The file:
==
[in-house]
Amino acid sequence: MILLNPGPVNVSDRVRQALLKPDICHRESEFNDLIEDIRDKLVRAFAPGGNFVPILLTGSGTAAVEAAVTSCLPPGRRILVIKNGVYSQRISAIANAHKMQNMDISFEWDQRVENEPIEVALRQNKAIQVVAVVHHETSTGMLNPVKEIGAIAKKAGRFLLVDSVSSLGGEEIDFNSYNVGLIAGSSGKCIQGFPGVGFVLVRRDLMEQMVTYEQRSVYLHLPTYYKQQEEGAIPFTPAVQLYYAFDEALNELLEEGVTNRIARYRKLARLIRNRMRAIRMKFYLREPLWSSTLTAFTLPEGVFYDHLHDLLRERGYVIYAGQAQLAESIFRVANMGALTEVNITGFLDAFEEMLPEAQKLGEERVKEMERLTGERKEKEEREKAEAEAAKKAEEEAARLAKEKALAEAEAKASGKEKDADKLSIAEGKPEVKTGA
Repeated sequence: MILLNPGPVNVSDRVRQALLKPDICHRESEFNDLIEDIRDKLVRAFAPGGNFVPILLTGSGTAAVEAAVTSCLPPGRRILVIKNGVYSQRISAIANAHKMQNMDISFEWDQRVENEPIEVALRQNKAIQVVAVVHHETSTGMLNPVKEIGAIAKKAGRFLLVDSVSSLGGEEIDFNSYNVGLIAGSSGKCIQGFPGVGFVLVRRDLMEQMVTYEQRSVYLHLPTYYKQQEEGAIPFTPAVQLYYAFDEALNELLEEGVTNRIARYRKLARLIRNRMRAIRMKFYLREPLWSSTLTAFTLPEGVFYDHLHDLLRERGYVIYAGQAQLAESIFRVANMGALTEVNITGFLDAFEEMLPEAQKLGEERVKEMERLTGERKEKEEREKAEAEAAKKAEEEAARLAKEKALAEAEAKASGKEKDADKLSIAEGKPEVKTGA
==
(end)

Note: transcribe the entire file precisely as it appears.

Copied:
[in-house]
Amino acid sequence: MILLNPGPVNVSDRVRQALLKPDICHRESEFNDLIEDIRDKLVRAFAPGGNFVPILLTGSGTAAVEAAVTSCLPPGRRILVIKNGVYSQRISAIANAHKMQNMDISFEWDQRVENEPIEVALRQNKAIQVVAVVHHETSTGMLNPVKEIGAIAKKAGRFLLVDSVSSLGGEEIDFNSYNVGLIAGSSGKCIQGFPGVGFVLVRRDLMEQMVTYEQRSVYLHLPTYYKQQEEGAIPFTPAVQLYYAFDEALNELLEEGVTNRIARYRKLARLIRNRMRAIRMKFYLREPLWSSTLTAFTLPEGVFYDHLHDLLRERGYVIYAGQAQLAESIFRVANMGALTEVNITGFLDAFEEMLPEAQKLGEERVKEMERLTGERKEKEEREKAEAEAAKKAEEEAARLAKEKALAEAEAKASGKEKDADKLSIAEGKPEVKTGA
Repeated sequence: MILLNPGPVNVSDRVRQALLKPDICHRESEFNDLIEDIRDKLVRAFAPGGNFVPILLTGSGTAAVEAAVTSCLPPGRRILVIKNGVYSQRISAIANAHKMQNMDISFEWDQRVENEPIEVALRQNKAIQVVAVVHHETSTGMLNPVKEIGAIAKKAGRFLLVDSVSSLGGEEIDFNSYNVGLIAGSSGKCIQGFPGVGFVLVRRDLMEQMVTYEQRSVYLHLPTYYKQQEEGAIPFTPAVQLYYAFDEALNELLEEGVTNRIARYRKLARLIRNRMRAIRMKFYLREPLWSSTLTAFTLPEGVFYDHLHDLLRERGYVIYAGQAQLAESIFRVANMGALTEVNITGFLDAFEEMLPEAQKLGEERVKEMERLTGERKEKEEREKAEAEAAKKAEEEAARLAKEKALAEAEAKASGKEKDADKLSIAEGKPEVKTGA